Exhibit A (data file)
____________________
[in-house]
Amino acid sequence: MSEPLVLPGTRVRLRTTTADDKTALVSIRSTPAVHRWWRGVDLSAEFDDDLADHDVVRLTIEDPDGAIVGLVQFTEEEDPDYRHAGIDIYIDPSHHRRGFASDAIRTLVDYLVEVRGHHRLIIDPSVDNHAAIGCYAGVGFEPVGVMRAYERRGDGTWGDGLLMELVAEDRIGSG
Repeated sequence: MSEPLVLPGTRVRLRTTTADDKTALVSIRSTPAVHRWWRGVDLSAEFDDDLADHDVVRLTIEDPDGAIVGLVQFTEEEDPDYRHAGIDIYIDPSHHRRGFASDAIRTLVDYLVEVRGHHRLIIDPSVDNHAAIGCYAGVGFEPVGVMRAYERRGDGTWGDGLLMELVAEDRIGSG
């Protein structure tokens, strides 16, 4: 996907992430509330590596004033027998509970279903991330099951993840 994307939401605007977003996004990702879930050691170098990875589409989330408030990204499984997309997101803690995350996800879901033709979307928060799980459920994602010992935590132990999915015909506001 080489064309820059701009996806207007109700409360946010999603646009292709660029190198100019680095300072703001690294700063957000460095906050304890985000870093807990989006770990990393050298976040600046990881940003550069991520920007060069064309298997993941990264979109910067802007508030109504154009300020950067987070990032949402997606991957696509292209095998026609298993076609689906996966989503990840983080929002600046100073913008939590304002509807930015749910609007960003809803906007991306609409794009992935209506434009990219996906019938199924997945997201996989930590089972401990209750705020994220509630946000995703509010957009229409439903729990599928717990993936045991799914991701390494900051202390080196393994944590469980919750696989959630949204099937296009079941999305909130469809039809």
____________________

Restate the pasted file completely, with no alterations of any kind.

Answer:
[in-house]
Amino acid sequence: MSEPLVLPGTRVRLRTTTADDKTALVSIRSTPAVHRWWRGVDLSAEFDDDLADHDVVRLTIEDPDGAIVGLVQFTEEEDPDYRHAGIDIYIDPSHHRRGFASDAIRTLVDYLVEVRGHHRLIIDPSVDNHAAIGCYAGVGFEPVGVMRAYERRGDGTWGDGLLMELVAEDRIGSG
Repeated sequence: MSEPLVLPGTRVRLRTTTADDKTALVSIRSTPAVHRWWRGVDLSAEFDDDLADHDVVRLTIEDPDGAIVGLVQFTEEEDPDYRHAGIDIYIDPSHHRRGFASDAIRTLVDYLVEVRGHHRLIIDPSVDNHAAIGCYAGVGFEPVGVMRAYERRGDGTWGDGLLMELVAEDRIGSG
């Protein structure tokens, strides 16, 4: 996907992430509330590596004033027998509970279903991330099951993840 994307939401605007977003996004990702879930050691170098990875589409989330408030990204499984997309997101803690995350996800879901033709979307928060799980459920994602010992935590132990999915015909506001 080489064309820059701009996806207007109700409360946010999603646009292709660029190198100019680095300072703001690294700063957000460095906050304890985000870093807990989006770990990393050298976040600046990881940003550069991520920007060069064309298997993941990264979109910067802007508030109504154009300020950067987070990032949402997606991957696509292209095998026609298993076609689906996966989503990840983080929002600046100073913008939590304002509807930015749910609007960003809803906007991306609409794009992935209506434009990219996906019938199924997945997201996989930590089972401990209750705020994220509630946000995703509010957009229409439903729990599928717990993936045991799914991701390494900051202390080196393994944590469980919750696989959630949204099937296009079941999305909130469809039809």